This week sees a surprising mix of health news developments including: how socks can increase orgasms, a new HIV drug in the U.K. and cannabis for pets. Here’s our most scintillating and shocking selection.
#1 Wearing Socks Could Increase Your Chances of Orgasm
Researchers at the University of Groningen have discovered that 80 percent of couples reached orgasm whilst wearing socks comparing to only 50 percent of those without socks.
The study scanned the brains of 13 women and 11 men while they were having sex. Those who wore socks were more likely to achieve orgasm.
Feeling safe was one explanation of why this occurred. Professor Gert Holstege said women could feel better with socks on since when you are fearful, “it’s very hard to have sex, it’s very hard to let go.”
“When you want to make love to a woman, you must give her the feeling of being protected.”
Keeping your feet warm helps blood vessels to dilate, which gives the brain a signal that it is time to go to sleep. It also increases blood flow, helping with relaxation and the bodily conditions to orgasm more easily.
#2 Medical Marijuana for Pets is Becoming More Popular in Toronto
Medical marijuana has been a topical subject in the US, with four states including California voting to legalize cannabis on November 8. The total is now at eight including: Alaska, California, Colorado, Oregon, Massachusetts, Maine, Nevada and Washington.
Canada first made medical cannabis legal in 1999 but there is currently no clear protocol or rules for pets.
The Pacifico dispensary sells CBD products for pets, providing the owner has proper documentation of the pet’s illness.
There are two California-based companies who are using CBD, a non psychoactive which helps to ease pain.
A VETCBD testimonial said that their pet known as “attack cat” or “psycho kitty” experienced back pain before trying CBD, which decreased pain, allowing the cat to eat better and become more comfortable around people.
PETA have supported medical marijuana for pets, stating on their website that owners should “explore alternative treatments to ease pain and suffering.”
#3 VR, Joy, Is Being Tested To Reduce Patient Loneliness
Joy, a VR experience built by Australian VR Company Liminal, is being used on patients by clinicians to help eradicate loneliness for long-stay patients at hospitals.
The experience includes cartoons that sit around a campfire where the user can choose a story from a book, allowing the character to read it aloud to the user.
The test with patients has started in Melbourne, Australia, at Brunswick Private Hospital for bed-bound patients who had a limited range of movement and interaction opportunities.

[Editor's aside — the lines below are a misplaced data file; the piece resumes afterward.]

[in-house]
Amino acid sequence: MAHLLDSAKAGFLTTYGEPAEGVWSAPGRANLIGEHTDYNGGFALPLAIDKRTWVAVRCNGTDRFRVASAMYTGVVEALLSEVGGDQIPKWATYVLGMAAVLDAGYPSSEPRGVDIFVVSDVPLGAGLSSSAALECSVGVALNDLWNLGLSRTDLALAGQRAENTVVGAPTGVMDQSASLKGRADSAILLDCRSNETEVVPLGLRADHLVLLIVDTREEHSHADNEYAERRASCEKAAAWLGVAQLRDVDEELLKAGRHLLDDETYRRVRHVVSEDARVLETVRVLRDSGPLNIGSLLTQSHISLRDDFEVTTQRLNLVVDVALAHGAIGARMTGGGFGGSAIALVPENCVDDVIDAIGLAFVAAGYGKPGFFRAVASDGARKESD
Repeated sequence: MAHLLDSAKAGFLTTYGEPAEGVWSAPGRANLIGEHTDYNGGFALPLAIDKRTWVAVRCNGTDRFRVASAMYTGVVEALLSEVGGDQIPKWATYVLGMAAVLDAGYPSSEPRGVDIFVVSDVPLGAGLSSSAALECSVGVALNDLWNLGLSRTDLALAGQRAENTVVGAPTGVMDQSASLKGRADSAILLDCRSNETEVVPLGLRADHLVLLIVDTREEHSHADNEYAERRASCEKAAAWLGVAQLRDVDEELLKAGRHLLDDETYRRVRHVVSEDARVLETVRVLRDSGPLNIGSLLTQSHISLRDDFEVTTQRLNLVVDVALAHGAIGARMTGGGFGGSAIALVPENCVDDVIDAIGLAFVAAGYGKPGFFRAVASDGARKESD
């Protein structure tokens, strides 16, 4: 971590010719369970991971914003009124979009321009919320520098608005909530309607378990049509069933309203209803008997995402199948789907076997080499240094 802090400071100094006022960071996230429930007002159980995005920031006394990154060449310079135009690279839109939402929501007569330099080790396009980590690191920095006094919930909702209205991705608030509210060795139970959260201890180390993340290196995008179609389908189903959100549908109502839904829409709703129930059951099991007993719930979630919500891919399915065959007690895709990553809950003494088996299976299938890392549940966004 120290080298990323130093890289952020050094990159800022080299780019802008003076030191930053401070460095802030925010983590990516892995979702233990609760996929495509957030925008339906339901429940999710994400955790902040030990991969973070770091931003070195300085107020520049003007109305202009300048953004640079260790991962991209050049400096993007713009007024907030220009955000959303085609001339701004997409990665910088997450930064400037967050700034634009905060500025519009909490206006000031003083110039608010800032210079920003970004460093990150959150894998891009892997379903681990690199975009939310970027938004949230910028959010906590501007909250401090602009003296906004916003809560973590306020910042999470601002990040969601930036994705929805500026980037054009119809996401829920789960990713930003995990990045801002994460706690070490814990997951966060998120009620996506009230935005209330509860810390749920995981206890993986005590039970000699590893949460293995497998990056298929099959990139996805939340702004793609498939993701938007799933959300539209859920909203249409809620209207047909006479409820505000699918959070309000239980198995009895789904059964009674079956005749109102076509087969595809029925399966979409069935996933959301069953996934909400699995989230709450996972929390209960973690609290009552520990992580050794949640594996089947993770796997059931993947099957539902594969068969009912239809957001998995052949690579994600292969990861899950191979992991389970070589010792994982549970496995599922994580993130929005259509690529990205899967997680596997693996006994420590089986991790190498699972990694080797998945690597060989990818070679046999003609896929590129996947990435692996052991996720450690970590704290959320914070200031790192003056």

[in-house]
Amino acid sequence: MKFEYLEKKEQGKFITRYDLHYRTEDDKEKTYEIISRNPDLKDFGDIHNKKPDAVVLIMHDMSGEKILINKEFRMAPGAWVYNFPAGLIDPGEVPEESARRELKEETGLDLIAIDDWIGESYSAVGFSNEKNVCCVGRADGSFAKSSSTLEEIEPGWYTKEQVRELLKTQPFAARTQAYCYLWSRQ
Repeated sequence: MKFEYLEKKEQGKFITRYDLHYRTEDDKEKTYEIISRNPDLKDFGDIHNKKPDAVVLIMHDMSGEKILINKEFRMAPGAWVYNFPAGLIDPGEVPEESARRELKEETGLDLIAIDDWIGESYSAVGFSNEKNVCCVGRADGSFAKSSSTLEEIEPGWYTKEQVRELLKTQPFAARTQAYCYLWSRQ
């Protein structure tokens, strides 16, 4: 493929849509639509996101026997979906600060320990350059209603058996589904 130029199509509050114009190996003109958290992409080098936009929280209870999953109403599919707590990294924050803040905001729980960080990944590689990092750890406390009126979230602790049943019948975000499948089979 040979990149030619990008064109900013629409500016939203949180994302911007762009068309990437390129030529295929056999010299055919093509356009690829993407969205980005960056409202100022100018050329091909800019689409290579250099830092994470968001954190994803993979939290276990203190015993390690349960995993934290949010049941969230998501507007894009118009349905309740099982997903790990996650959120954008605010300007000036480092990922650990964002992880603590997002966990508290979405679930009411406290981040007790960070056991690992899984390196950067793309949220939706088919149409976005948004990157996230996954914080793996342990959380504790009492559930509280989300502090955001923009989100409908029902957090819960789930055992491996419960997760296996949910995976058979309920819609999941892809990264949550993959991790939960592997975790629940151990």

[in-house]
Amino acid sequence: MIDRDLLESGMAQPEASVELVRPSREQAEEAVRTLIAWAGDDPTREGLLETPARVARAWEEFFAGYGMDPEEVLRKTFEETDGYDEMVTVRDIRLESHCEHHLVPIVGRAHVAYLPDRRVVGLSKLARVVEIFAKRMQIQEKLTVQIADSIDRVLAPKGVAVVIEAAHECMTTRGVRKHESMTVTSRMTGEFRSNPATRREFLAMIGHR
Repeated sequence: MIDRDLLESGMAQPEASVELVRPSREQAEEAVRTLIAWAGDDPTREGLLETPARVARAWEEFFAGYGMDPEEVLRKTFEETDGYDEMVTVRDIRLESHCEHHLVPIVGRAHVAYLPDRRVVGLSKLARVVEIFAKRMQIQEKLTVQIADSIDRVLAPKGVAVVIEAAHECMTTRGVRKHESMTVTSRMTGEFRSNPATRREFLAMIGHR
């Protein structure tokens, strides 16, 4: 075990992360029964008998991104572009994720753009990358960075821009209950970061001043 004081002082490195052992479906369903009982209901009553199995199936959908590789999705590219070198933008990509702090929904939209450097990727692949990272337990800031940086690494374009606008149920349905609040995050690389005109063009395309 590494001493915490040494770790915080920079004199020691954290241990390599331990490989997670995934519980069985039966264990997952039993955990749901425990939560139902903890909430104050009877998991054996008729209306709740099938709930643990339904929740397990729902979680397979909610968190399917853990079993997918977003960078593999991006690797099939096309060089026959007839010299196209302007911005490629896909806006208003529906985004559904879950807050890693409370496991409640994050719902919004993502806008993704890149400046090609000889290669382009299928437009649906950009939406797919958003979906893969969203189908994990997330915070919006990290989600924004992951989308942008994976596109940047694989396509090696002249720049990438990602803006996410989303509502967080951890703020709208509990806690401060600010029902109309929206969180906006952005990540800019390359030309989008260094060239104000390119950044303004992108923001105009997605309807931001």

Mobile VR was chosen over larger room scale VR for comfort and practicality.
Sami Yamin, neuroscientist and head of research at Liminal said, “I think VR is going to have a massive impact on the medical profession.”
“Assessment and early diagnosis, to rehabilitation and on-going recovery and pain management.”
#4 Negative Moods Can Increase Academic Success
A new study published in Developmental Psychology by Concordia University in Montreal found that occasional bad feelings could improve student’s academic success.
The study by Erin Barker, professor of psychology in Concordia’s Faculty of Arts and Science discovered that students who had occasional negative moods but were happy overall during the four years of university had the highest GPAs at graduation.
Those that had high levels of negative moods and low levels of positive moods had the lowest GPAs, meaning that depressive disorders negatively effect results.
The study worked with 187 students in the first year all the way through the final fourth year, chronicling their grades and moods.
The study shows how positive and negative moods are necessary in success. Barker said, “If you’re a generally happy person, negative emotions can be motivating.”
“They can signal to you that there is a challenge that you need to face. Happy people usually have coping resources and support that they draw on to meet that challenge.”
#5 A Drug that Reduces the Risk of HIV Given to Patients in U.K.
Last summer the U.K. National Health Service (NHS) lost a court battle, arguing that responsibility for paying for HIV treatments should fall on local authorities.
Currently, 10,000 people will be allowed to take the “Prep” drug in a three-year clinical trial, before being more widely available.
The cost of the drug is £400 a month per person, with trials claiming that it can cut the risk of getting HIV by 86 percent.
Prep, stands for Pre-exposure prophylaxis, a pill that is taken daily and disables HIV before infection.
Men having sex with other men are those at greatest risk of contracting HIV.